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Praying ‘Repurposed’ Prayers

Jesus often prayed familiar words from other Biblical figures.

Family praying together for their Lenten journey
Credit: Getty Images
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Growing up, I attended Sunday school every week, and some of my earliest prayers were learned there. For example, there was one prayer I learned to treasure. It was called “the Mizpah Benediction.” Ever heard of it?

My Sunday school class and children’s church would often conclude with words imported from Genesis 31:49: “The Lord watch between me and thee, when we are absent one from another” (KJV). Sweet, right?

Only much later did I learn that those words were first spoken in a much different context than a gathering of friends and fellow worshipers. In fact, the words were spoken by Laban to Jacob; neither of them trusted the other, so the original context was that of one man saying to another, “God will get you if you betray me.” 

That certainly changes things. Or does it?

As Jesus hung on the cross, dying an excruciating death, he called out, “My God, my God, why have you forsaken me?” (Matthew 27:46, NIV). The words are famous today as one of the “seven words” or sayings Jesus uttered on the cross, but they were originally the opening lines of a song (or psalm) written by David, giant-killer who became the shepherd king of Israel. We don’t know in what circumstances David wrote that line, but we can be sure they weren’t his dying utterance. We might say that Jesus “repurposed” David’s prayer, quoting it and applying it to His own agony on the cross.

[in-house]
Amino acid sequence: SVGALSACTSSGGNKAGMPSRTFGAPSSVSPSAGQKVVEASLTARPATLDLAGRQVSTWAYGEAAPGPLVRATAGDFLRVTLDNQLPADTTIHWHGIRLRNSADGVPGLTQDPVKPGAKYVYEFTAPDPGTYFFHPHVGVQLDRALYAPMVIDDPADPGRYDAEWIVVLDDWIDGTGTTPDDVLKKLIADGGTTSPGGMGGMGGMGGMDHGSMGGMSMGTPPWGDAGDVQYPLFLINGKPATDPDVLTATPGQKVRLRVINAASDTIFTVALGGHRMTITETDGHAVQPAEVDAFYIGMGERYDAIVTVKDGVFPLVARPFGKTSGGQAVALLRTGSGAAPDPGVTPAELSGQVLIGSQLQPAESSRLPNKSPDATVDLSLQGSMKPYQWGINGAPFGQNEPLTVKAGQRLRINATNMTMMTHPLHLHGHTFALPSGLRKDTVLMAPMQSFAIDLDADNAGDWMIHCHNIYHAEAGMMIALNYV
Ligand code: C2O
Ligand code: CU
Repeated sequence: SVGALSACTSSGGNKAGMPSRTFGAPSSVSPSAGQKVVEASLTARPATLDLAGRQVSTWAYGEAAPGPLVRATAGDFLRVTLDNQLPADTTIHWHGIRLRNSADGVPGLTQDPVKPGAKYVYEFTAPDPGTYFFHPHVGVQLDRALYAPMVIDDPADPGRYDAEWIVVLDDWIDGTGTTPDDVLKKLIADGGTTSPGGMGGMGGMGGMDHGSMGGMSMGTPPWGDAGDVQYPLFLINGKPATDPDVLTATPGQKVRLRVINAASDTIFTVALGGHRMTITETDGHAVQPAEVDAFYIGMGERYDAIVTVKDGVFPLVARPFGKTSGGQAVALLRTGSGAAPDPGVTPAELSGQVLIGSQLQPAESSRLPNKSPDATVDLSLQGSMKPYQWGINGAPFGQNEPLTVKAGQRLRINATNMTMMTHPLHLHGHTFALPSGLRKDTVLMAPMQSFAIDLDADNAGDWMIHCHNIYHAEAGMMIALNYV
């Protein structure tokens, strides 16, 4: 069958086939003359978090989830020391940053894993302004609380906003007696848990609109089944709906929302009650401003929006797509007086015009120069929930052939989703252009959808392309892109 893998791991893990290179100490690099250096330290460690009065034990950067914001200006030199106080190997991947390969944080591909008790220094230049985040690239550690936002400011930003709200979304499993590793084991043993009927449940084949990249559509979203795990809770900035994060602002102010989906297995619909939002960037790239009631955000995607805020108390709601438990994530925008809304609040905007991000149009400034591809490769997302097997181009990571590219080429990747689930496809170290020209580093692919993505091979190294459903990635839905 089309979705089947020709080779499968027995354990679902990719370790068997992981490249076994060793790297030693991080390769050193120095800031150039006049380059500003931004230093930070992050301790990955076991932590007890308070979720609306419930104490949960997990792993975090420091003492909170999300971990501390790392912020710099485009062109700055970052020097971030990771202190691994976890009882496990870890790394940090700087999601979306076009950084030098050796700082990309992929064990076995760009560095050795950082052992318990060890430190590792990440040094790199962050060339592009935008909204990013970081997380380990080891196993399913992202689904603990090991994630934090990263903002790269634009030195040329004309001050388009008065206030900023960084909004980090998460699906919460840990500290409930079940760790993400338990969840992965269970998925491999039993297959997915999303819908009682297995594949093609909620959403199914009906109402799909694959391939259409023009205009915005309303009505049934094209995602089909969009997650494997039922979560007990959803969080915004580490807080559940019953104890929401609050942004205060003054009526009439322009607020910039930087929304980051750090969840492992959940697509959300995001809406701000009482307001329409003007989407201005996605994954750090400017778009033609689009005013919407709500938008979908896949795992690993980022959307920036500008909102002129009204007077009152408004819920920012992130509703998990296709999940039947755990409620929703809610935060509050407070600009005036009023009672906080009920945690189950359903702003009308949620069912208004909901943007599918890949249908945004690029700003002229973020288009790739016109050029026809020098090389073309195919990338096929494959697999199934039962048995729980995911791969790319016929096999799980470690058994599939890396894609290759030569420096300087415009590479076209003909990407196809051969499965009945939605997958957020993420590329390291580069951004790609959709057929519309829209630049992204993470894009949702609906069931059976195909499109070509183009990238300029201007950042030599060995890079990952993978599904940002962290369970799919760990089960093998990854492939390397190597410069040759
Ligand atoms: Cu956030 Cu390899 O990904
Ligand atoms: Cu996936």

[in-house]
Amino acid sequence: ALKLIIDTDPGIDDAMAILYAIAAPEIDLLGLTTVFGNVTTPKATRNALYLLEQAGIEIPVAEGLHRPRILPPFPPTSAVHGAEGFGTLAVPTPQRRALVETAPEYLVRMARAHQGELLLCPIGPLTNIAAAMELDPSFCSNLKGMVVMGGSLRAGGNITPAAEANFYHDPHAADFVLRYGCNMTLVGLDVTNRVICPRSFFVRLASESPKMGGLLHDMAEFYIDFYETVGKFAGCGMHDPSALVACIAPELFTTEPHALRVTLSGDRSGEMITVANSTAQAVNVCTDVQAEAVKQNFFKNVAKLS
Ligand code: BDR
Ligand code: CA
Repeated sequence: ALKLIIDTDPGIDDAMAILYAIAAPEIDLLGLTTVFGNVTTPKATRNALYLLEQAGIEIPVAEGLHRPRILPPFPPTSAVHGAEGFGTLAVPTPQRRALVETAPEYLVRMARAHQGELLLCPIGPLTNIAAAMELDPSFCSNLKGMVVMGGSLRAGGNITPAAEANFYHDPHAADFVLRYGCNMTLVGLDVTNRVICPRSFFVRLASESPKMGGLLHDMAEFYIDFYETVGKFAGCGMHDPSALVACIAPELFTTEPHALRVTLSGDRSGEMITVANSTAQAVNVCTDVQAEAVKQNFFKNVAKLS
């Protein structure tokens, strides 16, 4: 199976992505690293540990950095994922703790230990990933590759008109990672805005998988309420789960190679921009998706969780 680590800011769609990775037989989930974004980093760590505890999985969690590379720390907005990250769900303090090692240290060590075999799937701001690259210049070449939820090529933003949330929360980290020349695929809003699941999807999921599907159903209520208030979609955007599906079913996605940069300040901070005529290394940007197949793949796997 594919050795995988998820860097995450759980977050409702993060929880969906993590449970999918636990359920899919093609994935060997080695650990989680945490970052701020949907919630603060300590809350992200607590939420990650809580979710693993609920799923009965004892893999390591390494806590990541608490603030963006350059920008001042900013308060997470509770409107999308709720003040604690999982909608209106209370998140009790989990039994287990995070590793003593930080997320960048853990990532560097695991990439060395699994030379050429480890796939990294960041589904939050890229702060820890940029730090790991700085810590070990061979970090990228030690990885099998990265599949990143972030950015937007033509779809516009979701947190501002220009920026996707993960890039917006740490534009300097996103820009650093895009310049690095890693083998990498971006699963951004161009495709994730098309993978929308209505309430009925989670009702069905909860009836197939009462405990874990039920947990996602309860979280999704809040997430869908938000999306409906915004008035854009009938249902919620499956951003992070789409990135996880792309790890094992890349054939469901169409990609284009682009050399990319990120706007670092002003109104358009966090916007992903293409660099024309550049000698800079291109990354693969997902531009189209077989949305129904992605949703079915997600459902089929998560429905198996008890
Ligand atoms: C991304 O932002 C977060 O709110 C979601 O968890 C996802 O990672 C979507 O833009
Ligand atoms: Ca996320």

Jesus did the same with another line from one of David’s songs, Psalm 31:5: “Into your hands I commit my spirit” (NIV). Luke 23:46 records, “Then Jesus called out in a loud voice, ‘Father, into Your hands I commit My Spirit.’ And when He had said this, He breathed His last” (NIV). It was another prayer Jesus repurposed, so to speak, and may even have done so believing that those who heard His words would recognize them and see His sufferings as having been foreshadowed in scripture.

So, when recently I stood at the bedside of my wife’s mother, whose health was failing fast, and recited with her and other family members the familiar “Mizpah Benediction,” I didn’t mind at all that the others probably gave no thought to the original context of those words. They were a comfort, and a blessing from God’s Word.

So I would suggest that we don’t have to feel obligated to carefully duplicate the context of every prayer we pray, even when the prayer comes from the Bible. Jesus didn’t. In fact, I think His life was probably so saturated with the words of scripture that the words arose almost constantly into His mind and heart as prayer. May it be increasingly so with us, even when the prayer is “repurposed.” 

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